A state-backed IT development hub in Kazakhstan is hoping to capitalise on the climate of uncertainty in Belarus to poach some fresh talent, but their fishing expeditions have so far yielded nothing.
That Kazakhstan was trying to lure away disgruntled Belarusian specialists at companies coming under pressure from the government to disavow their sympathies for anti-government protestors came to light in an interview this week with Yury Plyashkov, head of Minsk-based company IdeaSoft.
“We got a phone call from Astana Hub. That’s an IT and startup incubator hub. They’re offering free workspaces, no taxes, English law, visas and a community. They suggested we relocate to Kazakhstan,” he said.
Plyashkov was not taken with the suggestion, however.
“I turned them down. I say that the Kazakhstan market does not appeal to us, we are working the States, Europe and Australia.”
Astana Hub cannot be blamed for trying. Although often decried – or praised – as an economy still mired in Soviet-style practices, Belarus is actually home to an internationally celebrated centre for high-tech development. That success story is being threatened by the political unrest, however. RFE/RL reported last month that large numbers of tech leaders in Belarus have warned they may pull out of the country unless President Alexander Lukashenko agrees to hold new elections.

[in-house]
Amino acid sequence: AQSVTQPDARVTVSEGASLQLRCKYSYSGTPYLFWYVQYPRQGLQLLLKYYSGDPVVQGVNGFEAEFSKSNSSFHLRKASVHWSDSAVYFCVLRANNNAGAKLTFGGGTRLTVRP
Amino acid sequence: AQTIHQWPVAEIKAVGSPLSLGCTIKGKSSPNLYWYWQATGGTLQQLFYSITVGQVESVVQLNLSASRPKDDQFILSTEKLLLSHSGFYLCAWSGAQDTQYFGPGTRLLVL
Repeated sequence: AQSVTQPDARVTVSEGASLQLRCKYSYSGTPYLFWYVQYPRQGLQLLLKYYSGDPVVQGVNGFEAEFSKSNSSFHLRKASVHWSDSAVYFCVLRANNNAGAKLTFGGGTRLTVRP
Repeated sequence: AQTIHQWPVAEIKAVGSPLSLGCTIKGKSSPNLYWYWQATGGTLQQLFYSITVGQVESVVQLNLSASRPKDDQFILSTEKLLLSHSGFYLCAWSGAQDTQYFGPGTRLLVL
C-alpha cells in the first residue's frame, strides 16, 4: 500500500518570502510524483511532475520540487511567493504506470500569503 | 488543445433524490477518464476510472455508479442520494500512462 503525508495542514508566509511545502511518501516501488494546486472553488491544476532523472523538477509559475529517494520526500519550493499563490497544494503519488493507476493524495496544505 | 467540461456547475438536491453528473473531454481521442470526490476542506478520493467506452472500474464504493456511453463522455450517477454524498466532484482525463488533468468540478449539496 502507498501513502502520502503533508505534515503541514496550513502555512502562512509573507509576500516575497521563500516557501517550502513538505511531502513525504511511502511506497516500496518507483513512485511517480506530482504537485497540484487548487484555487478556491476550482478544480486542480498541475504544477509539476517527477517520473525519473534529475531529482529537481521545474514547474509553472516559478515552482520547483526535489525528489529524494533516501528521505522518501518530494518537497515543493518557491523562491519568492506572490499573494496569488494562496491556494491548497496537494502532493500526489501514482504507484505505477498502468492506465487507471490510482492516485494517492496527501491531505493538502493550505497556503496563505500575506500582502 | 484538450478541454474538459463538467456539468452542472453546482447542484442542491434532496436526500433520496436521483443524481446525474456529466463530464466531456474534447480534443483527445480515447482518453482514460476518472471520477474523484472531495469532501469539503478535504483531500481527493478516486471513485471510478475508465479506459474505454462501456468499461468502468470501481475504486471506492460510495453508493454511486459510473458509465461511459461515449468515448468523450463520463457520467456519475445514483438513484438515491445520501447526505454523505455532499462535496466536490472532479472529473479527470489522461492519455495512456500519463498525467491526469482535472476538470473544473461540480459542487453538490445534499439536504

One problem for Belarusian IT specialists is just technical. Euroradio has reported that with protesters using online resources to mobilise, the authorities have responded with periodic interruptions to internet provision. (As it happens Kazakhstan routinely suffers the same problem, likewise for political reasons). The unreliability of the internet has proven a headache for software specialists, adding another incentive to leave.
But Astana Hub has had to concede that its headhunting is not going well so far. News website Vlast on September 4 cited a representative for Hub as saying they have landed no pledges from Belarusian companies.
“There are no specific agreements [on the relocation of Belarusian companies] yet, but we are continuing negotiations,” the press service was quoted as saying.
A key deterrent may be that, as Plyashkov indicated, that Kazakhstan’s IT market is mainly inward-focused. As Askar Aytuov, head of Almaty-based seed accelerator DAR Lab, noted in an interview with the Kazakhstan edition of Forbes, local startups, unlike their Western counterparts, tend to focus on how to optimise business, logistical, technical and financial operations at the domestic level.
Almaz Kumenov is an Almaty-based journalist.
This article originally appeared on Eurasianet here.